Piero Scaruffi(Copyright © 2013 Piero Scaruffi | Legal restrictions )
These are excerpts and elaborations from my book "The Nature of Consciousness"
The Origin of Biological Information
A different but similar non-biological approach to life is based on information, and directly influenced by Cybernetics and Information Theory. Life is viewed as information capable of replicating and modifying itself.
The US anthropologist Gregory Bateson argued that the substance of the biological world is, ultimately, "pattern" (not this or that chemical compost), a position that allowed him to seek a unified view of cognitive and biological (and cybernetic) phenomena. His definition of information stretched beyond mere computation: a bit of information is a difference that makes a difference. Thereby implying that, in order to be information, a pattern must affect something. (Also, information is not a thing, it is a relation).
The pioneering work of the Spanish ecologist Ramon Margalef in the 1960s set the stage. He viewed an ecosystem as a cybernetic system driven by the second law of Thermodynamics. Succession (the process of replacing old species with new species in an ecosystem) is then a self-organizing process, one whereby an element of the system is replaced with a new element so as to store more information at less energetic cost.
The German biophysicist Bernd-Olaf Kuppers found an elegant way to reconcile the paradox of increasing information. Life is biological information, and the origin of life is the origin of biological information. Information has different aspects: syntactic (as in information theory), semantic (function and meaning of information for an organism's survival), and pragmatic (following the German physicist Carl-Friedrich Von Weizsacker, "information is only that which produces information"). Since evolution depends on the semantic aspect of information, there is no contradiction with the second law of Thermodynamics, which only deals with the structural aspect of matter (i.e., the syntactic aspect of information). The origin of syntactic information relates to the prebiotic synthesis of biological macromolecules. The origin of semantic information relates to the self-organization of macromolecules.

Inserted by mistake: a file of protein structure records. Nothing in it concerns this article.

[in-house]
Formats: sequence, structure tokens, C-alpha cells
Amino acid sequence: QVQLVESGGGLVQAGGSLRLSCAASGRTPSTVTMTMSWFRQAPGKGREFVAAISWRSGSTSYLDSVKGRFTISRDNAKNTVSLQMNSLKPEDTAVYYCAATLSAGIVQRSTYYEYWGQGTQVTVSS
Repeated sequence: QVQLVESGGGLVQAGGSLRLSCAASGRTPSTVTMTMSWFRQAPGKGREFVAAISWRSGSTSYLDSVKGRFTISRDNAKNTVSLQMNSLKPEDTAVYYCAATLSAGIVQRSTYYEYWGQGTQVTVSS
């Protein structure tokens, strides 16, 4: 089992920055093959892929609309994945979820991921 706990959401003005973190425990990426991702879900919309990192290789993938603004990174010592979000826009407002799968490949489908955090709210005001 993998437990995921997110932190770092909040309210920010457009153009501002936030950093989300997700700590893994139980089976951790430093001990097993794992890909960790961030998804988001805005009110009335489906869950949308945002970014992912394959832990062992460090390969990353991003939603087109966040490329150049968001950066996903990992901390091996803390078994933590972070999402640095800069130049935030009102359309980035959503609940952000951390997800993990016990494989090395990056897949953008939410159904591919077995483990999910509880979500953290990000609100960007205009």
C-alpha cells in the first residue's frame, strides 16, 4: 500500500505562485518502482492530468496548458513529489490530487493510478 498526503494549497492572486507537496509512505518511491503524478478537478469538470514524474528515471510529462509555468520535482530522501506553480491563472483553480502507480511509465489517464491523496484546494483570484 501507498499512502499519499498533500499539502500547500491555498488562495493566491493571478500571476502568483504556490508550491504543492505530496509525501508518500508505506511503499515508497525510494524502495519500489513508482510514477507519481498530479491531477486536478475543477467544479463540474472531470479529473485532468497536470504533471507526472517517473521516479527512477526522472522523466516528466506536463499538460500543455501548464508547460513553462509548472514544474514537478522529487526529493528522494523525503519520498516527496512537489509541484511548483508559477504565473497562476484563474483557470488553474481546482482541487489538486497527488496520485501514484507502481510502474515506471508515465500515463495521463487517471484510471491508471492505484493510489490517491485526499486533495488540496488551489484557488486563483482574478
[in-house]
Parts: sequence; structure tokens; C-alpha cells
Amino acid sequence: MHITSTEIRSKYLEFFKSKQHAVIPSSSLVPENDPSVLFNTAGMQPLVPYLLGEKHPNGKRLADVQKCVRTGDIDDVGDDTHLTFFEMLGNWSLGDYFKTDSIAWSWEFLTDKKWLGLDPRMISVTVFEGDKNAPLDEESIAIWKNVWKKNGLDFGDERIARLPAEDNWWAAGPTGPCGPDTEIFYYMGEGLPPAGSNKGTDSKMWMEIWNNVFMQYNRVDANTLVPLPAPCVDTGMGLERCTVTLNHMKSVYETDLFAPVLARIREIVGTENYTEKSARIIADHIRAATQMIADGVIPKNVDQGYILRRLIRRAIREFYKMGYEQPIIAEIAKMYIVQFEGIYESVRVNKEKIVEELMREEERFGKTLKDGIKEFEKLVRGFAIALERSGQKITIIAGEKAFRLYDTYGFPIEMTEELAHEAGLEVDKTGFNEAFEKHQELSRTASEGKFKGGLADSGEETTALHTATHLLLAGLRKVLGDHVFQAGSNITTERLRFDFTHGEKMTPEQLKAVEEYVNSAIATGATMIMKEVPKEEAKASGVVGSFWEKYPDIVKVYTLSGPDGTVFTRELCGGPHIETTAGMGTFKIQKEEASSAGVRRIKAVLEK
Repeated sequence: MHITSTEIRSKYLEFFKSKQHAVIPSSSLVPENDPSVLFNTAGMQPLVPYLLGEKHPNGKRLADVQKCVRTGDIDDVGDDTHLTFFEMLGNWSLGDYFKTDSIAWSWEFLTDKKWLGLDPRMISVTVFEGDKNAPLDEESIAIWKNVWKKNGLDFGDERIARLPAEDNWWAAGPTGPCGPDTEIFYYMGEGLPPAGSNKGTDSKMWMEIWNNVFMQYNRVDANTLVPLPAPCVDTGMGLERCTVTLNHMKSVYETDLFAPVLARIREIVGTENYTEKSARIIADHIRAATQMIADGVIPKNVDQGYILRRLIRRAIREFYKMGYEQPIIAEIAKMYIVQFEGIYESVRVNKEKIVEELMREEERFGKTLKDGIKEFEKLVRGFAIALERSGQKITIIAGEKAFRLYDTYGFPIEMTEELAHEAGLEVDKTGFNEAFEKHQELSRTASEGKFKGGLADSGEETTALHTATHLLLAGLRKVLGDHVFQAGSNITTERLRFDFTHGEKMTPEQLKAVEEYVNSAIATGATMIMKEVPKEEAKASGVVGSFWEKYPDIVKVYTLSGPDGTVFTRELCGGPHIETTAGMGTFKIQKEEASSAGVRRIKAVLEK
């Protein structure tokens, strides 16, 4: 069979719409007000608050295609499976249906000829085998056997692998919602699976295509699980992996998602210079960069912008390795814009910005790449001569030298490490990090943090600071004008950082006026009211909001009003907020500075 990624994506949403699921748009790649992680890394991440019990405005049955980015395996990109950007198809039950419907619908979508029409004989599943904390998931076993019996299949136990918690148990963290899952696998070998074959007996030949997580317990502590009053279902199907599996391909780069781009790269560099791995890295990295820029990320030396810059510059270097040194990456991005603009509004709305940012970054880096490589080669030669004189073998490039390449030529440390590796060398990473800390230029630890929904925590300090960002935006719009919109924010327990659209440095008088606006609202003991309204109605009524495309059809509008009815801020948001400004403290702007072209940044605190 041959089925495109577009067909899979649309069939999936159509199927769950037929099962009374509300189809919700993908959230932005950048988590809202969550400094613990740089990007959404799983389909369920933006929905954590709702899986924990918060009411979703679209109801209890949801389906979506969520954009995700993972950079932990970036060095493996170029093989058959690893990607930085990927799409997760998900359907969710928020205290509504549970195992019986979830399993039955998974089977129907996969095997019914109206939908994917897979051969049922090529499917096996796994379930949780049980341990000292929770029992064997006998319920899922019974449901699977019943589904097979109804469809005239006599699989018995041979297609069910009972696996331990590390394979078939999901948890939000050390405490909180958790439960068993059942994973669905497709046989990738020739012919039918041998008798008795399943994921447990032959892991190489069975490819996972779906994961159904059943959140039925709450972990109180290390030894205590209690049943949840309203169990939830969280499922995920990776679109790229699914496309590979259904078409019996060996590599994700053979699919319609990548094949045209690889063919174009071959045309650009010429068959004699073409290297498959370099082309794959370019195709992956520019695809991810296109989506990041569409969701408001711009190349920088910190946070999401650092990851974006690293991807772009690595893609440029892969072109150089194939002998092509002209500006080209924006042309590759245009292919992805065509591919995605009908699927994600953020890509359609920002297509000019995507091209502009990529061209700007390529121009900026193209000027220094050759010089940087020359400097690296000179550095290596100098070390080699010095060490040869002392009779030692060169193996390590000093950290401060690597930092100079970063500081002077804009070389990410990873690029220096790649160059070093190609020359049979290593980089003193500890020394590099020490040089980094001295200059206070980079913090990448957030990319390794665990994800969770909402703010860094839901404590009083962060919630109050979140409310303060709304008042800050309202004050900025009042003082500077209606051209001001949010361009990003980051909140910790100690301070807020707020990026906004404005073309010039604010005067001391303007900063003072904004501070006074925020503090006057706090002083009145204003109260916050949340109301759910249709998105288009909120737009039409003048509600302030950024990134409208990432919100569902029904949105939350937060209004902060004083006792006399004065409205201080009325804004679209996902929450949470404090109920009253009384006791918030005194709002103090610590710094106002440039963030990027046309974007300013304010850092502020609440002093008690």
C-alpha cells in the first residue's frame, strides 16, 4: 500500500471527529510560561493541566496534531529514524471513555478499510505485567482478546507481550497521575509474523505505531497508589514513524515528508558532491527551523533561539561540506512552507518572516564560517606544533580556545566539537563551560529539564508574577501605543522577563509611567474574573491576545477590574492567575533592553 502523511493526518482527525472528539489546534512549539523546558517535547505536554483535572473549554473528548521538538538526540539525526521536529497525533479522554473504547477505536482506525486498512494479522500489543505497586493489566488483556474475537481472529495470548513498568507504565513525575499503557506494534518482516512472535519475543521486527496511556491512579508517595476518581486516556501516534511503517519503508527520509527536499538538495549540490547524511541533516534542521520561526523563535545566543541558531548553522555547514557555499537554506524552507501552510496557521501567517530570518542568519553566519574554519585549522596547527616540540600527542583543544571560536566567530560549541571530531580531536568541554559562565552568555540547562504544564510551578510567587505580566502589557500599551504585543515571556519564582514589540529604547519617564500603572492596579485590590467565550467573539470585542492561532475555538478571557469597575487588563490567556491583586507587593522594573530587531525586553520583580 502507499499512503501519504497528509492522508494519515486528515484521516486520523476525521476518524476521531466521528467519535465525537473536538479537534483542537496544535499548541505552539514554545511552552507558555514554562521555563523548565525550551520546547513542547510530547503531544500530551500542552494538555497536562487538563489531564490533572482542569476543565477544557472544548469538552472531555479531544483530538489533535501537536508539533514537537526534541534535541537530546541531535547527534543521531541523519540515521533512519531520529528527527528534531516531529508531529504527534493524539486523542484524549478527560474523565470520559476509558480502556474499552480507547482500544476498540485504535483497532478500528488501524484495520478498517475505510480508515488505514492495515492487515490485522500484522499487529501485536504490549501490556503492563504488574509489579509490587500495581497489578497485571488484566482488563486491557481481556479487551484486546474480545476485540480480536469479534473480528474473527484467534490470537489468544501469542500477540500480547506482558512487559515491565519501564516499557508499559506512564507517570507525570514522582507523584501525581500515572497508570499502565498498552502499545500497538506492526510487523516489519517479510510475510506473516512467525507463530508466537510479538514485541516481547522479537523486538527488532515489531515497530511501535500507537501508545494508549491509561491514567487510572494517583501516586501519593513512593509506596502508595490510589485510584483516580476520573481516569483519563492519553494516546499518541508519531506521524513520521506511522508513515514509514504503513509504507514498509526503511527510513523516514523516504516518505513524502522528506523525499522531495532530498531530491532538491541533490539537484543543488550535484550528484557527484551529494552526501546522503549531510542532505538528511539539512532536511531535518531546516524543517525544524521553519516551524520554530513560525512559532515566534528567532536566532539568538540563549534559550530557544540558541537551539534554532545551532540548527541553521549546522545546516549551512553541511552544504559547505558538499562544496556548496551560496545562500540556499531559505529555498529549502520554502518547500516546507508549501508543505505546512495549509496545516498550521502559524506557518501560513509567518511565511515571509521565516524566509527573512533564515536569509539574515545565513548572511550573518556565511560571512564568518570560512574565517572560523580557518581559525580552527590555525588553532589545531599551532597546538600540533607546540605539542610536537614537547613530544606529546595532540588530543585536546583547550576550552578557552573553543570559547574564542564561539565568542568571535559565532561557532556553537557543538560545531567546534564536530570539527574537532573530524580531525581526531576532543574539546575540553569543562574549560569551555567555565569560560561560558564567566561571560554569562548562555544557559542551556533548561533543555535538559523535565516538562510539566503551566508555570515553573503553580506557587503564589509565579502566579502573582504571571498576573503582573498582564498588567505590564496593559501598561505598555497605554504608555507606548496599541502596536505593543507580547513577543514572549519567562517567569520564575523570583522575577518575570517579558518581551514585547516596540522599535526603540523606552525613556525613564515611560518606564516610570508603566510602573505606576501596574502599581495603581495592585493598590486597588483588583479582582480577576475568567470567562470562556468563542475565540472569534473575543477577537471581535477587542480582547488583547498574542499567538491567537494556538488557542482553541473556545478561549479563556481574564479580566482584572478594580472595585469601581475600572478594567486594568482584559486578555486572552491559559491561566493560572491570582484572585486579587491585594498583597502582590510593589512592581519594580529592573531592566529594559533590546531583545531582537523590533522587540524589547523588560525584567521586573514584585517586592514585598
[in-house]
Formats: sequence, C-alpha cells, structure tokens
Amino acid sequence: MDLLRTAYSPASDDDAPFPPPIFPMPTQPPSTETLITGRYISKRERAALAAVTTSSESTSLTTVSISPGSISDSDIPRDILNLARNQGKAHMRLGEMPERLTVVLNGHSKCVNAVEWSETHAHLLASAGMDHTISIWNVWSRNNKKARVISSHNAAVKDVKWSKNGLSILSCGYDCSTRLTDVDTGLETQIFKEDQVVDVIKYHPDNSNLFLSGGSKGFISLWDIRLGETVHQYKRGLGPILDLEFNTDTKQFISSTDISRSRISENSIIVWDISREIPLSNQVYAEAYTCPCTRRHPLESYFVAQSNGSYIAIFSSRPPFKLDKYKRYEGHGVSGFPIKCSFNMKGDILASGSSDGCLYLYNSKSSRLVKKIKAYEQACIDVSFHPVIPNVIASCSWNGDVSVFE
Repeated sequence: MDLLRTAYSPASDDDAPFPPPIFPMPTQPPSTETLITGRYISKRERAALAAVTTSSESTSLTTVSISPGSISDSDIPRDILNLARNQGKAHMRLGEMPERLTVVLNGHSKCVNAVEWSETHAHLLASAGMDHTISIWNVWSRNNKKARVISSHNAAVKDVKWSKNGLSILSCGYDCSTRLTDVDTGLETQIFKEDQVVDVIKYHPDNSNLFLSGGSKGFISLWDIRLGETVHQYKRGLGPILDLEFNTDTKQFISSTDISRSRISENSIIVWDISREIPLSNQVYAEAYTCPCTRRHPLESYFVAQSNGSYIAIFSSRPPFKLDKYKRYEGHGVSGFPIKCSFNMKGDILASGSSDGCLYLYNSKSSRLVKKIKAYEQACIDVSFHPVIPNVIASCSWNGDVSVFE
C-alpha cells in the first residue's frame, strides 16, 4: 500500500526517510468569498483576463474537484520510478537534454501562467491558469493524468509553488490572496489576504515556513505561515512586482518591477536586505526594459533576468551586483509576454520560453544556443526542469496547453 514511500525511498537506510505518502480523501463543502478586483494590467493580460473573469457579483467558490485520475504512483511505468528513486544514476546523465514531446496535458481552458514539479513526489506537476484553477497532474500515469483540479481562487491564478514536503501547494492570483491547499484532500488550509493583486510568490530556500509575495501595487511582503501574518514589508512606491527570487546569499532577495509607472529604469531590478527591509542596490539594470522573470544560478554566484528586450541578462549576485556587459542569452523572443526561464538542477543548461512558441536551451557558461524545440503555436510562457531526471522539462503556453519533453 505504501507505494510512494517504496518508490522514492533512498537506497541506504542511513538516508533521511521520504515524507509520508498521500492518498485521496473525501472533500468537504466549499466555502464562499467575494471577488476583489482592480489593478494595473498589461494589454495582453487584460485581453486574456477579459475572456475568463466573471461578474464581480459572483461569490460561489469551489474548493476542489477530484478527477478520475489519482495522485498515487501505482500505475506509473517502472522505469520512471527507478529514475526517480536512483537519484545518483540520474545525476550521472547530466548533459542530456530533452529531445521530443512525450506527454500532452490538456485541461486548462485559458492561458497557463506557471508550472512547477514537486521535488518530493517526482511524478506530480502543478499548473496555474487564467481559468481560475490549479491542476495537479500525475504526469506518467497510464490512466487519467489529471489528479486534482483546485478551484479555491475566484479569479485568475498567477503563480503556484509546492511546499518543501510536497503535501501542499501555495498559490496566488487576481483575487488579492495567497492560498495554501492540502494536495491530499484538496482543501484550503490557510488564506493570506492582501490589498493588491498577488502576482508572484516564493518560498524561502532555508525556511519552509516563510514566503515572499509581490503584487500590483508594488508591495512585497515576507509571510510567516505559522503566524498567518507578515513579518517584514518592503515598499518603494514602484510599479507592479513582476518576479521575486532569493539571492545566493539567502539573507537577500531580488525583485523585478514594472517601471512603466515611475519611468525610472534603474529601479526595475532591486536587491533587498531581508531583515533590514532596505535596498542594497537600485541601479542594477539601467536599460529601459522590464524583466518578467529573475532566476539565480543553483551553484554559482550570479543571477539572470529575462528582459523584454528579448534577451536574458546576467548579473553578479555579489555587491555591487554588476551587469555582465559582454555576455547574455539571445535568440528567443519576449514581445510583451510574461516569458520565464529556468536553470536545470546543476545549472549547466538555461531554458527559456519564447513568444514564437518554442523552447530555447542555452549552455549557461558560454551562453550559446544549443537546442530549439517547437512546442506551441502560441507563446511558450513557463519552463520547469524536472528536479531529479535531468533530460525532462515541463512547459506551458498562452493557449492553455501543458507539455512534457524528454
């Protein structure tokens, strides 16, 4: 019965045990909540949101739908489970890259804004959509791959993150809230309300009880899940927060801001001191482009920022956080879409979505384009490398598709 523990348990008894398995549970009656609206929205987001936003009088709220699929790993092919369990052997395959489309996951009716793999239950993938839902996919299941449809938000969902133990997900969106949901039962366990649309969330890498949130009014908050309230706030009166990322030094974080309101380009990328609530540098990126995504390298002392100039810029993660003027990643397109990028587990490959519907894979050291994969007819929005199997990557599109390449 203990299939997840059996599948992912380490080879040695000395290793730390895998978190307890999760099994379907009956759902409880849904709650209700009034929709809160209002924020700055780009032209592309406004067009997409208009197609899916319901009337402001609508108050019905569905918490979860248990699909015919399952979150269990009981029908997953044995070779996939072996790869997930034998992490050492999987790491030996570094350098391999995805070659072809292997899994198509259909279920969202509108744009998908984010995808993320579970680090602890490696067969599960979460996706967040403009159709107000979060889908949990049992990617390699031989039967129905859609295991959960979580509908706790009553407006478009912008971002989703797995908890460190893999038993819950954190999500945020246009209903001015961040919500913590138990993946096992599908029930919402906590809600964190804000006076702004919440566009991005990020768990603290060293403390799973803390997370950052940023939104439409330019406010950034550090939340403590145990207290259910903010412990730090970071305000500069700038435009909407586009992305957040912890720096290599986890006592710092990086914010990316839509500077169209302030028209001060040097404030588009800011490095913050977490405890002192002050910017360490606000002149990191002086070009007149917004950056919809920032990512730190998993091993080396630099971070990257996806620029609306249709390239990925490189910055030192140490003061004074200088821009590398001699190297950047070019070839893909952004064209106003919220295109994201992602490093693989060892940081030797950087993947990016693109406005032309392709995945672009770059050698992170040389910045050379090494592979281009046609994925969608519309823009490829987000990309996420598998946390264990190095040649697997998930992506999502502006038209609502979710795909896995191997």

The US biologist Christopher Langton emphasized that living organisms use information, besides matter and energy, in order to grow and reproduce. In living systems the manipulation of information prevails over the manipulation of energy. Life depends on a balance of information: too little information is not enough to produce life, too much can actually be too difficult to deal with. Life is due to a reasonable amount of information that can move and be stored. Life happens at the edge of chaos. Ultimately, life is a property of the organization of matter.
As the Canadian biologist Lionel Johnson put it (“The Thermodynamic Origin of Ecosystems”, 1998), a bio-system can be compared to an information processor, whose job is to continuously extract, store and transmit information. Two fundamental and opposed forces compete, one leading towards increased uniformity (and lower information) over "ecological" time and one leading towards increased diversity (and greater information) over "evolutionary" time. This results in a hierarchy of living organisms, which has at the top the one species that developed the best strategy of energy extraction and storage, the highest resource utilization and the least dissipation (this is a reworking of a principle due to Alfred Lotka in the 1920s). Extracting information requires an energy flow, which in turns causes production of entropy. This can also be viewed from the point of view of communication: dissipative structures can exist only if there is communication among their components, whether in the form of genetic code (communication over time) or societies (communication over space). The bio-system is, ultimately, an information processor and a communication network.
Predating Freeman Dyson's definition of life, the Hungarian chemist Tibor Ganti views life as the combination of two systems: metabolism and information control. The simplest form of life, in practice, is the "chemoton": an autocatalytic cycle coupled with an information molecule. Ganti's living organism, therefore, looks more like a computer than a program, because it includes the "hardware". Life without the hardware is not life, it is just the process that generates life. It also takes that "information molecule" to have life.
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